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Altiris-Symantec to begin product integration in April

Altiris, not Symantec, will support its own software even after the duo brings their product lines together.

Altiris will be the primary provider of support for its products even after Symantec and the systems management vendor begin to integrate their product lines this spring.

The vendors' integration plans -- as to which products will stay and if some will go -- are still unknown. Symantec-Altiris will make its product integration plans public beginning in April, said Mark Magee, director of product marketing at Lindon, Utah-based Altiris Inc.

"The acquisition has already been passed through regulatory approval, and following the shareholders meeting on April 4, the deal will close and we will move fairly quickly," Magee said.

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Altiris, which will run as a separate business unit of Symantec Corp. once the acquisition is approved, will continue to support its code, product offerings and customers moving forward, even as Altiris' products are integrated with Symantec's, Magee said.

But some industry pundits are still waiting for solid moves by Symantec before they are convinced Altiris will remain a separate entity and not just another security or storage add-on as many other Symantec acquisition have become.

"Saying [Altiris] is going to continue supporting products is one thing, actually seeing Symantec give Altiris control over product development of the company's management solution and not as an augment to security or storage is another," said Fred Broussard, analyst with Framingham, Mass.-based IDC.

Another sign that would make him believe that Altiris will remain in control of its own destiny is if key executives such as CEO Greg Butterfield stays in a management position and Altiris' sales staff is not replaced by Symantec's sales staff.

"They need to send some strong signals that they are serious about the Altiris acquisition, such as not firing sales staff under the guise of redundancy," he said.

Altiris is steadily moving forward with its own product development in the meantime, with the launch this week of an Application Compatibility Suite for Vista deployments. The suite helps find Vista incompatibilities with existing legacy, homegrown or commercial applications and offers remediations such as its Software Virtualization Solution (SVS).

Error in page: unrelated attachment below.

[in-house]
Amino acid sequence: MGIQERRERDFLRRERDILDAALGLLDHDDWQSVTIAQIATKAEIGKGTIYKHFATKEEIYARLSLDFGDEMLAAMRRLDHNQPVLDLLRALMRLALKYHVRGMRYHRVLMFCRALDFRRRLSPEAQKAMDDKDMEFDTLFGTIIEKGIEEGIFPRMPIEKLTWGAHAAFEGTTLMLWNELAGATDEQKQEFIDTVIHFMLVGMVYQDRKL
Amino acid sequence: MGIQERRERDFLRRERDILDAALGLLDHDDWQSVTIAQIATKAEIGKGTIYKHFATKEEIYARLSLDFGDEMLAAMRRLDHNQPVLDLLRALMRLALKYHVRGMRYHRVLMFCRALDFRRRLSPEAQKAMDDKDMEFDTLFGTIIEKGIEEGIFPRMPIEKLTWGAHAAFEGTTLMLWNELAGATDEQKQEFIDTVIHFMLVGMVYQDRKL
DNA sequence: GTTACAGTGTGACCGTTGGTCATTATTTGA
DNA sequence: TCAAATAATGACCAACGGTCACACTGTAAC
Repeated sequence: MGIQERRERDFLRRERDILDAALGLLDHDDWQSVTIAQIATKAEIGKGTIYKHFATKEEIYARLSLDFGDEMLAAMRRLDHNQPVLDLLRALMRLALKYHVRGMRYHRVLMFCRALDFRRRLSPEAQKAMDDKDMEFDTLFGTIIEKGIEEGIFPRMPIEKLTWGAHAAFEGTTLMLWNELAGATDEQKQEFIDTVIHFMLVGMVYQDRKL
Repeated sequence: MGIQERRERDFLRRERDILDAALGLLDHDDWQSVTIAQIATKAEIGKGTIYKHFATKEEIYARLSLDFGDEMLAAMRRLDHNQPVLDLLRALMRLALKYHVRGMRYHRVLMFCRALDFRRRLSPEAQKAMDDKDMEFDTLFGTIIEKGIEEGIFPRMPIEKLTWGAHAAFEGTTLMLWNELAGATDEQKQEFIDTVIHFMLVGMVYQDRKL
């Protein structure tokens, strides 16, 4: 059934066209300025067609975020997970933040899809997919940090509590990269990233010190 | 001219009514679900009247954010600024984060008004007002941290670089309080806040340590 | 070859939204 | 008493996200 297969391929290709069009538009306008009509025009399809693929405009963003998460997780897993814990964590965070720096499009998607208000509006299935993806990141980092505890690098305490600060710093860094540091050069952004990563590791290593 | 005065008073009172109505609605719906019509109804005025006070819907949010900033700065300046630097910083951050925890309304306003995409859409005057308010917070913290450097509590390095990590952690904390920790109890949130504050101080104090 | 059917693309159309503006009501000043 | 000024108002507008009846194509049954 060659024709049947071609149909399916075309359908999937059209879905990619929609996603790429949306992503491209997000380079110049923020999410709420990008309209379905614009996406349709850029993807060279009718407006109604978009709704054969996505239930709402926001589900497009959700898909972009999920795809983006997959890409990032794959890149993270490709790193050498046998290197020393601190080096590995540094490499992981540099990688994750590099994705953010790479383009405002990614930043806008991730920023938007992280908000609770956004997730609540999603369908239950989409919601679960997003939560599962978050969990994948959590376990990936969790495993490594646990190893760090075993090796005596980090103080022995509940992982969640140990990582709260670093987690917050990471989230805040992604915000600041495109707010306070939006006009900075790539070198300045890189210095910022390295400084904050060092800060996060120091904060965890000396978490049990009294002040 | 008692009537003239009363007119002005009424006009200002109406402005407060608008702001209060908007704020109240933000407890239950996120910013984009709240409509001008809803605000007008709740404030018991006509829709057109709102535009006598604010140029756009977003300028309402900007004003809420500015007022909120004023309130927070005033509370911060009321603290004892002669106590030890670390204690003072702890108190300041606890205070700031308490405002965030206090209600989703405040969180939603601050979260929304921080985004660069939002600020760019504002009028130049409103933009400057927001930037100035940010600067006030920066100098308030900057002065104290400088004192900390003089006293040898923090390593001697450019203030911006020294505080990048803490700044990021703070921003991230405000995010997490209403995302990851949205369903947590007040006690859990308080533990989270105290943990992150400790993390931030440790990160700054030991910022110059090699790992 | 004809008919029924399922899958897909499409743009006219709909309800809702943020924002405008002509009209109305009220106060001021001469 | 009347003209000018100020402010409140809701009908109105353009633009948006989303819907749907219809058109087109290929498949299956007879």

SVS allows applications not compatible with Vista to continue to run in an isolated Windows environment. A new feature in the suite is the Application Control Solution. It helps IT managers pinpoint incompatibilities between legacy and commercial applications and Vista, and it modifies user access controls in applications running in older Windows environments.

Altiris Wise Package Studio, which packages or repackages applications as a Windows Installer for Vista installations, will also be part of the bundle.

The suite will be available by the second quarter of this year when SVS is expected to become Vista ready.

"Seventy percent of our customers are telling us that their biggest Vista migration hurdle is application incompatibility," Magee said.

Microsoft recently came out with a bundle of free Vista migration tools including Hardware Assessment 1.0, which connects to PCs over a network, inventories hardware and device compatibility with Vista and produces a report including upgrade recommendations for each PC. The bundle also includes full versions of Volume Activation Management Tool 2.0, Key Management Service for Windows Server 2003 and Virtual PC 2007.

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